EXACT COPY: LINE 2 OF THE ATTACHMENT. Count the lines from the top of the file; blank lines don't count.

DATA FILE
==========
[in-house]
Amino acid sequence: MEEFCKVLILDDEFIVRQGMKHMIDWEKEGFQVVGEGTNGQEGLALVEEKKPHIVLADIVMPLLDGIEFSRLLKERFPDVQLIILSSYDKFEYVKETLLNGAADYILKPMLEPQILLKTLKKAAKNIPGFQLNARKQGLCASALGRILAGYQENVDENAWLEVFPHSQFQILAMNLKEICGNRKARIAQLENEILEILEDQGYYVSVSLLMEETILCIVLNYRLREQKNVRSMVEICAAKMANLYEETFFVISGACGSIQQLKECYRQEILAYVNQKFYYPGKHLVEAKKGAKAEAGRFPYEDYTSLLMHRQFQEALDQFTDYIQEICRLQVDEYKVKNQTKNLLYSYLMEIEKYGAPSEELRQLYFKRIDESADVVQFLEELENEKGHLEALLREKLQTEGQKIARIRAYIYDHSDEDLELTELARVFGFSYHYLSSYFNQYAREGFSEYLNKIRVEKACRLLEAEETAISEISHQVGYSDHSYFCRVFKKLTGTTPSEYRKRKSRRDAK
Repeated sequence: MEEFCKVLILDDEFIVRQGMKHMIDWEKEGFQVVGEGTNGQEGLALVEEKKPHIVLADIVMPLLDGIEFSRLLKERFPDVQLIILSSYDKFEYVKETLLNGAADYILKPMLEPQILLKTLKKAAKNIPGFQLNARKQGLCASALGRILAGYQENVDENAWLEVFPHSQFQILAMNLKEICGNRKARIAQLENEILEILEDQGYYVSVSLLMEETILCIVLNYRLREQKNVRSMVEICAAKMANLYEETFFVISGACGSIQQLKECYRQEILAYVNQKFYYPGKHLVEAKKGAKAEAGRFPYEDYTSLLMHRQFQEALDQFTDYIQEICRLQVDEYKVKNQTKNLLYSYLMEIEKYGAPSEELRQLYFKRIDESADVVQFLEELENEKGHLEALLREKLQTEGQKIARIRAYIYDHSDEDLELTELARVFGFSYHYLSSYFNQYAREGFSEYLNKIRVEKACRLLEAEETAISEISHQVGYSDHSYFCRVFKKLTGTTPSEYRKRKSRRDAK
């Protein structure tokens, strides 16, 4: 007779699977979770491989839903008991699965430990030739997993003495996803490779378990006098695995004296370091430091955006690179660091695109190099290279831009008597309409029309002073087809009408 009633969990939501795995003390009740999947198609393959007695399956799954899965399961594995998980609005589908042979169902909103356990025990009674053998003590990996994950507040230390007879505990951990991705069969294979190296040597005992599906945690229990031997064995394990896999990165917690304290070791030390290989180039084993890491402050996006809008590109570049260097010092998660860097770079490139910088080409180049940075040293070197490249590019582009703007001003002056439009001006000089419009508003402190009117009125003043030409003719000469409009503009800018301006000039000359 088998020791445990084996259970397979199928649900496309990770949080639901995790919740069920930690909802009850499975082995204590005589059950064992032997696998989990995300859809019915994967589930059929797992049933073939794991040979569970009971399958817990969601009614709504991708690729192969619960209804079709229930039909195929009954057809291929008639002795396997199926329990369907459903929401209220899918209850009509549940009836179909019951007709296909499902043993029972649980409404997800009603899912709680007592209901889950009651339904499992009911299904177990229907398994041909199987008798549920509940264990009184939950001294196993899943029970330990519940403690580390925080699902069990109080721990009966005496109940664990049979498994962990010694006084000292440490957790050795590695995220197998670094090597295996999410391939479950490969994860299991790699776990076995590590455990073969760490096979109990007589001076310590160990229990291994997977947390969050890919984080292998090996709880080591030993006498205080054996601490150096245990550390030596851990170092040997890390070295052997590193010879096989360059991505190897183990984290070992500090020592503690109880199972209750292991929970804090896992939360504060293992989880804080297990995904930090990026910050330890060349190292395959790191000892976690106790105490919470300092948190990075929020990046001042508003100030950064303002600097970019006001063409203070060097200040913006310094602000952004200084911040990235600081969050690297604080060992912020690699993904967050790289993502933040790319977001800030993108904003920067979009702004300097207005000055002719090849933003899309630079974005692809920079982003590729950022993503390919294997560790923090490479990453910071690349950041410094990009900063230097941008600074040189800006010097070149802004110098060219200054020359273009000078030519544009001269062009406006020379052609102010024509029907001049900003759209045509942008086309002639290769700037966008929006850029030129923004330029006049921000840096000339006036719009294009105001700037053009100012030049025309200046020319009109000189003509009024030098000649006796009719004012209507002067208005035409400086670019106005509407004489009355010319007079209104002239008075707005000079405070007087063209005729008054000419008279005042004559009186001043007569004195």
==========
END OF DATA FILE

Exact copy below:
Amino acid sequence: MEEFCKVLILDDEFIVRQGMKHMIDWEKEGFQVVGEGTNGQEGLALVEEKKPHIVLADIVMPLLDGIEFSRLLKERFPDVQLIILSSYDKFEYVKETLLNGAADYILKPMLEPQILLKTLKKAAKNIPGFQLNARKQGLCASALGRILAGYQENVDENAWLEVFPHSQFQILAMNLKEICGNRKARIAQLENEILEILEDQGYYVSVSLLMEETILCIVLNYRLREQKNVRSMVEICAAKMANLYEETFFVISGACGSIQQLKECYRQEILAYVNQKFYYPGKHLVEAKKGAKAEAGRFPYEDYTSLLMHRQFQEALDQFTDYIQEICRLQVDEYKVKNQTKNLLYSYLMEIEKYGAPSEELRQLYFKRIDESADVVQFLEELENEKGHLEALLREKLQTEGQKIARIRAYIYDHSDEDLELTELARVFGFSYHYLSSYFNQYAREGFSEYLNKIRVEKACRLLEAEETAISEISHQVGYSDHSYFCRVFKKLTGTTPSEYRKRKSRRDAK